- Originally, RJR wanted to sponsor one of the top teams in NASCAR, namely that of Junior Johnson.
- Winston and RJR had no compulsion against spending from what often seemed like an unlimited wallet.
- With the inability to advertise anymore on TV, RJR and Winston took what had been its massive TV marketing budget and chose to spend it in NASCAR.
After more than 20 years as a primarily Southeast-based racing organization, NASCAR entered the 1970s needing a cash infusion to help pay for increased costs of racing.
At the same time, tobacco giant R.J. Reynolds—RJR for short—was looking for a sports entity it could sponsor and attach to its hallmark cigarette brand at the time, Winston, after the federal government had banned cigarette advertising on television.
Originally, RJR wanted to sponsor one of the top teams in NASCAR, namely that of Junior Johnson. But the selfless Johnson decided the Winston money and influence would be better served with the series as a whole, rather than just for his team.
As a result, Johnson put NASCAR president Bill France Jr. and RJR sports executive Ralph Seagraves together—and the rest became history, as the NASCAR Grand National Series became the NASCAR Winston Cup Grand National Series, which would eventually be shortened to just the NASCAR Winston Cup Series.
With the inability to advertise anymore on TV, RJR and Winston took what had been its massive TV marketing budget and chose to spend it in NASCAR—and spend it did, with massive promotions including the “Winston Million,” which gave any team that won three of four marquee events—the Daytona 500, the Winston 500, the World 600 and the Southern 500—in the same season a bonus of a cool $1 million bucks.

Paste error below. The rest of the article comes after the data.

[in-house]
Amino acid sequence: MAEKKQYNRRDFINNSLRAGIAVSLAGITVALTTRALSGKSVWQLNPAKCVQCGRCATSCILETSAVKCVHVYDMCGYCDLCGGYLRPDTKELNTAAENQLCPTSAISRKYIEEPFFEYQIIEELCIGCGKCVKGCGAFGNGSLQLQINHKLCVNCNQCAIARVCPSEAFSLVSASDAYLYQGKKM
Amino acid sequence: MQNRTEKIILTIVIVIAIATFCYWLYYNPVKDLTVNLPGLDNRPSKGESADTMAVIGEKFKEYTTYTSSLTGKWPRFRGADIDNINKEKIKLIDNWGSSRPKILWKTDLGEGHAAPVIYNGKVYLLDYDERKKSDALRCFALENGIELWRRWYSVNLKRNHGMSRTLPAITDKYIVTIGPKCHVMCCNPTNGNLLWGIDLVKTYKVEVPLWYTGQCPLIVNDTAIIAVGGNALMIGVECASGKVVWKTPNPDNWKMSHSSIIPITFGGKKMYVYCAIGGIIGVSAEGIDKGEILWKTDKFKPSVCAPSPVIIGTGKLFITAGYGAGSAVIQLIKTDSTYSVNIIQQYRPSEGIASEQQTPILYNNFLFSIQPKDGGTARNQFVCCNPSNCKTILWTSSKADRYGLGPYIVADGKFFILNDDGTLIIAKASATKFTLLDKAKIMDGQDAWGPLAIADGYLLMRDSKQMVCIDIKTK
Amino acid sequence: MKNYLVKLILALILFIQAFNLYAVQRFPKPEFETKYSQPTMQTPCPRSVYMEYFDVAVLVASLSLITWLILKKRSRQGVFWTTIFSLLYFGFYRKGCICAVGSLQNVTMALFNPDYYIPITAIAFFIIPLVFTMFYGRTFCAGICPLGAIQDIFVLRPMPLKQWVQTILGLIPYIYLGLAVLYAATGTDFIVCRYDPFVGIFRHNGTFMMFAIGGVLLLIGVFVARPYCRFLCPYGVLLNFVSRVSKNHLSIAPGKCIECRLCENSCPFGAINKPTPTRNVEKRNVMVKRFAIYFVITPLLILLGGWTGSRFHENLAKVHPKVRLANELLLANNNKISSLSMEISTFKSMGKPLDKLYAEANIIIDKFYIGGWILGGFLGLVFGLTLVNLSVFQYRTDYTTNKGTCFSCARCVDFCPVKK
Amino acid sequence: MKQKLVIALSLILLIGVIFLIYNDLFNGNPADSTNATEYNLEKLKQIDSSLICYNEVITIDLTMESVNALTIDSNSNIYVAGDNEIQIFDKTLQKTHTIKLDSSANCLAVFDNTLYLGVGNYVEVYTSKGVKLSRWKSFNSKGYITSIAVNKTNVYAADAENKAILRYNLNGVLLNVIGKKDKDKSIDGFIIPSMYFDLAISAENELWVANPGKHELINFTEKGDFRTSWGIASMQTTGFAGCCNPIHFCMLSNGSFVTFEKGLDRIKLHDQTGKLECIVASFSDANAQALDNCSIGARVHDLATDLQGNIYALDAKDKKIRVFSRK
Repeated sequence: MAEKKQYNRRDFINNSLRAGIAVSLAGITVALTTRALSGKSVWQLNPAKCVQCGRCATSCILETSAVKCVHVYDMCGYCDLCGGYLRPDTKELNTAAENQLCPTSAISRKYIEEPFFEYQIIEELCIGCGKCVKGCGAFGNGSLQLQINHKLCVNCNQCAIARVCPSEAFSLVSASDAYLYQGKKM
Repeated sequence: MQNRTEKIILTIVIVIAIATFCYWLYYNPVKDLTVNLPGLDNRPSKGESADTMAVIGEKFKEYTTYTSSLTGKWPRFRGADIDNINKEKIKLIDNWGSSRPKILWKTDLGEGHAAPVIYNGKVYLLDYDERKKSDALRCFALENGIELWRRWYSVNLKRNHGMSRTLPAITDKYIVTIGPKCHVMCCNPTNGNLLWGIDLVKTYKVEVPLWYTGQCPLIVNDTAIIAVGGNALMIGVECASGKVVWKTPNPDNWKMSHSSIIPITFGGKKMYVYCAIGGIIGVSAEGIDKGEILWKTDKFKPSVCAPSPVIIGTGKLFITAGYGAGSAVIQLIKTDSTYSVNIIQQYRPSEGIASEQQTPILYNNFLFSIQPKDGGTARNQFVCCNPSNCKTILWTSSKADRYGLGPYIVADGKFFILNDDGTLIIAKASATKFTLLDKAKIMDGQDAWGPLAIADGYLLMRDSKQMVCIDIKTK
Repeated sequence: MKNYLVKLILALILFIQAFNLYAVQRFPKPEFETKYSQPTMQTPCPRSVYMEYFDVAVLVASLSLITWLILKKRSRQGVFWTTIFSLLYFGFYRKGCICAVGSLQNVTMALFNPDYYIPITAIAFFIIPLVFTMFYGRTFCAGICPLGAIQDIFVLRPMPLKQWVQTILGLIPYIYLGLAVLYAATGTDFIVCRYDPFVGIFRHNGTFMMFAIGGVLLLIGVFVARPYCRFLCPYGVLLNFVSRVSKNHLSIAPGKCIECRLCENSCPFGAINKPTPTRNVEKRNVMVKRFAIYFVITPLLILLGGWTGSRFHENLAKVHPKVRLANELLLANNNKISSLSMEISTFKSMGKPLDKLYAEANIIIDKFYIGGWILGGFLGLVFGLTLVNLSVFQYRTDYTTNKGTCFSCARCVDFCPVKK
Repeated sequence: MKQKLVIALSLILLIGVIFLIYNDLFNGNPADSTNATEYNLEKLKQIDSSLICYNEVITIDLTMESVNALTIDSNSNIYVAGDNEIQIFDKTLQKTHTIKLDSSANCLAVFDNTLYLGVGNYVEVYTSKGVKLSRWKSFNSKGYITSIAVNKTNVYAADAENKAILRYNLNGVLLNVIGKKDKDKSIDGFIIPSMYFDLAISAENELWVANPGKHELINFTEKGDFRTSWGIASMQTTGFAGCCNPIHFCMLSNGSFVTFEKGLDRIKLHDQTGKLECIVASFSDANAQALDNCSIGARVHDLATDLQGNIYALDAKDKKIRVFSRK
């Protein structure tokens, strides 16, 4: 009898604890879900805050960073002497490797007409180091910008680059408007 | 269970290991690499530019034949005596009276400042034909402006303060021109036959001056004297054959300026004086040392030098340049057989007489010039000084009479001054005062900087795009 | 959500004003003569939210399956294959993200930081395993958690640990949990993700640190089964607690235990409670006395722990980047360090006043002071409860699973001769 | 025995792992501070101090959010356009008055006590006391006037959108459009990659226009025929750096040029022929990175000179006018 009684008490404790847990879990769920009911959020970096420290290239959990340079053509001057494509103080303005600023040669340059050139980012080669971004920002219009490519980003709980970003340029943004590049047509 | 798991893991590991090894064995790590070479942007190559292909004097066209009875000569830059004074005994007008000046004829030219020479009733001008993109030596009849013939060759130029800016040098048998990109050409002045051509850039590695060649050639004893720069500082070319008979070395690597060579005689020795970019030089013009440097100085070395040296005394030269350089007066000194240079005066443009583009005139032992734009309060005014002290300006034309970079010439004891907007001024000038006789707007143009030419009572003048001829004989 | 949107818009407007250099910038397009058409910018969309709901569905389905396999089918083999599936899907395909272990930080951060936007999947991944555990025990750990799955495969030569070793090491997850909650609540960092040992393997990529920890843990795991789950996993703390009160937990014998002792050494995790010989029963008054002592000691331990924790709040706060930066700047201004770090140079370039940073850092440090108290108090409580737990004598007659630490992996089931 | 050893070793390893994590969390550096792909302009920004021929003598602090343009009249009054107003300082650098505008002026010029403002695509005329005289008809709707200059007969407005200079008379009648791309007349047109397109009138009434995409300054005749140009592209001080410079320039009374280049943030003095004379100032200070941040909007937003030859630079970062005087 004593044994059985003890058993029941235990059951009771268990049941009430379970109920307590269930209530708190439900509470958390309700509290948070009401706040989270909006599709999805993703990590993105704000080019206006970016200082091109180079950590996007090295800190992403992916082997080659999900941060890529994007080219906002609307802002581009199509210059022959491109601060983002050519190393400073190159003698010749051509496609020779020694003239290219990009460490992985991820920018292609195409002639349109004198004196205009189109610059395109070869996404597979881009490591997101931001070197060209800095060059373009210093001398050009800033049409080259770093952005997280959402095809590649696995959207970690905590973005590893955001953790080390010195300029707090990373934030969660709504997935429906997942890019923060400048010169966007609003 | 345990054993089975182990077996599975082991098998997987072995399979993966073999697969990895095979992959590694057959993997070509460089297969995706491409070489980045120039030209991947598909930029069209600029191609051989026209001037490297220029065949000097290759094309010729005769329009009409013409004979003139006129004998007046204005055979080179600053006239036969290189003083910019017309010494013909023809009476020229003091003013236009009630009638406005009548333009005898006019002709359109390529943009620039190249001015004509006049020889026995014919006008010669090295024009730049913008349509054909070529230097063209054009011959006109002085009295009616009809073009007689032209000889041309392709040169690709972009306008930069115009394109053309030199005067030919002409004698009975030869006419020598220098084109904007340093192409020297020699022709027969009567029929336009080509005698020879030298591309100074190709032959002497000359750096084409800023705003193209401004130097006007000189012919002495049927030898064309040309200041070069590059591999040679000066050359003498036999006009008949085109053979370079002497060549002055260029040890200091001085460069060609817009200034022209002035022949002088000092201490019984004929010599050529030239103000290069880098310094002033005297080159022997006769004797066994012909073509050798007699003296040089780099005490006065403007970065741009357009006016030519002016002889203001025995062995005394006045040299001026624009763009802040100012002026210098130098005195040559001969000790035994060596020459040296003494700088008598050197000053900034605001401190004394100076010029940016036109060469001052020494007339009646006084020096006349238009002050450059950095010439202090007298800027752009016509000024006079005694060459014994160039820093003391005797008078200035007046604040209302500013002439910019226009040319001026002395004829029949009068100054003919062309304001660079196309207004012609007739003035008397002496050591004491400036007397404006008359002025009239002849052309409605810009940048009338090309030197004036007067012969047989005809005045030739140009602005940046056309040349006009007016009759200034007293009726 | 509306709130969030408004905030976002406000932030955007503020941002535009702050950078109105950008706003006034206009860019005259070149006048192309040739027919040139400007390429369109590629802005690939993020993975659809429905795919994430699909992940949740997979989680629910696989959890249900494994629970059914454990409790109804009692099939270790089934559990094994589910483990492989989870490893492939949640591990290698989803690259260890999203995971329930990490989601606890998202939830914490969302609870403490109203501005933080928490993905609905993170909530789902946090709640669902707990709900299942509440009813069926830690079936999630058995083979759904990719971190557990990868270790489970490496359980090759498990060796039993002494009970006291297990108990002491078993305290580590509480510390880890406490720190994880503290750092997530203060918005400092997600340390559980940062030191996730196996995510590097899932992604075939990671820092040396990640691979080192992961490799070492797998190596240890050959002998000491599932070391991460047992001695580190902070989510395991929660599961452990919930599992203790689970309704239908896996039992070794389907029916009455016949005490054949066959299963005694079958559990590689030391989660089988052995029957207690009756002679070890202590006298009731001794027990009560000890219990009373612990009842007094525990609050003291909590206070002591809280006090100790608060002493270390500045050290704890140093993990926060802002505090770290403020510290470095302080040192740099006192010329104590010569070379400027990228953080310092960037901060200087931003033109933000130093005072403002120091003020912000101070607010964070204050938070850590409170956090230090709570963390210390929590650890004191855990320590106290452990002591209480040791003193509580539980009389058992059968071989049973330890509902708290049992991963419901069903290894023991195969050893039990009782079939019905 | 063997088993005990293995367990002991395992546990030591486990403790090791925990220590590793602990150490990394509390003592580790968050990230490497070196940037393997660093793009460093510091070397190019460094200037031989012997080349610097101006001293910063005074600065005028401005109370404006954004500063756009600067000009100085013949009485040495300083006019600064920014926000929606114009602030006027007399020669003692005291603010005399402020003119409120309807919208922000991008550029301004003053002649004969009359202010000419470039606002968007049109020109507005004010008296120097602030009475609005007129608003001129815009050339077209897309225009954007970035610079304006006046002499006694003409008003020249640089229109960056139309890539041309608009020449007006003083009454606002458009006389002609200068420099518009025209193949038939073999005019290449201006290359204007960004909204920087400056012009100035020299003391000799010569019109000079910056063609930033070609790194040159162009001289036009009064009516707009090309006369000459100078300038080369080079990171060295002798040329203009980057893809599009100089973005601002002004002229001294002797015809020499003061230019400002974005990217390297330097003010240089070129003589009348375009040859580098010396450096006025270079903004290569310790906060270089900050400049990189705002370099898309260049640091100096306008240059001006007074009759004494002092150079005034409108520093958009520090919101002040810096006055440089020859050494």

During that same season, RJR came up with another event that gave $200,000 to the winner of the brand new NASCAR All-Star Race, better known as “The Winston.” RJR also helped significantly raise prize money not only for individual races, but also for Winston Cup championship drivers and teams each season.
Winston and RJR had no compulsion against spending from what often seemed like an unlimited wallet, so to speak. It gave out millions to season champions, convinced NASCAR officials to move the annual post-season Awards Banquet to the Waldorf-Astoria in New York City, where it stayed for nearly 30 years because RJR felt NASCAR should and would get greater national attention if it held its annual awards ceremony in the media capital of the world.
NASCAR and RJR became one of the most successful and enduring partnerships between a sports series and a major brand, lasting from 1971 through 2003.
Seagraves was inducted into the NASCAR Hall of Fame in 2021.
Sadly, all good things must come to an end and such was the case with the Winston Cup Series. As further governmental legislation squeezed essentially all types of advertising of tobacco-related products completely out of all aspects of sports, RJR told NASCAR in 2002 that it would be ending its 30-plus year sponsorship at the end of the 2003 season.
That, coupled with the tragic death of Dale Earnhardt in the 2001 Daytona 500 marked the beginning of a massive downturn in NASCAR popularity over the following years that has never seen a course reversal back to the good old days, so to speak.
Matt Kenseth was the 15th and final NASCAR Winston Cup champion in 2003 before Nextel (eventually switched to Sprint three years later following a merger between the two companies) replaced RJR and Winston as the series’ primary entitlement sponsor in 2004.
NASCAR wasn’t the only sports league to lose a partner from Big Tobacco. Team Penske’s long affiliation with the Philip Morris International’s Marlboro brand in the CART open-wheel series also was eventually forced to go away, as were other minor sponsorships between various teams and tobacco manufacturers.
Without question, NASCAR would never have become the four-wheeled racing behemoth it did, particularly in the 1980s, 1990s and into the early 2000s, if it hadn’t of been for RJR’s deep pockets and undeniable support.
It’s likely we’ll never see another racing series partner with a major brand of any type/product that will ever come close to what RJR did for NASCAR and vice-versa.
Follow Autoweek correspondent Jerry Bonkowski on Twitter @JerryBonkowski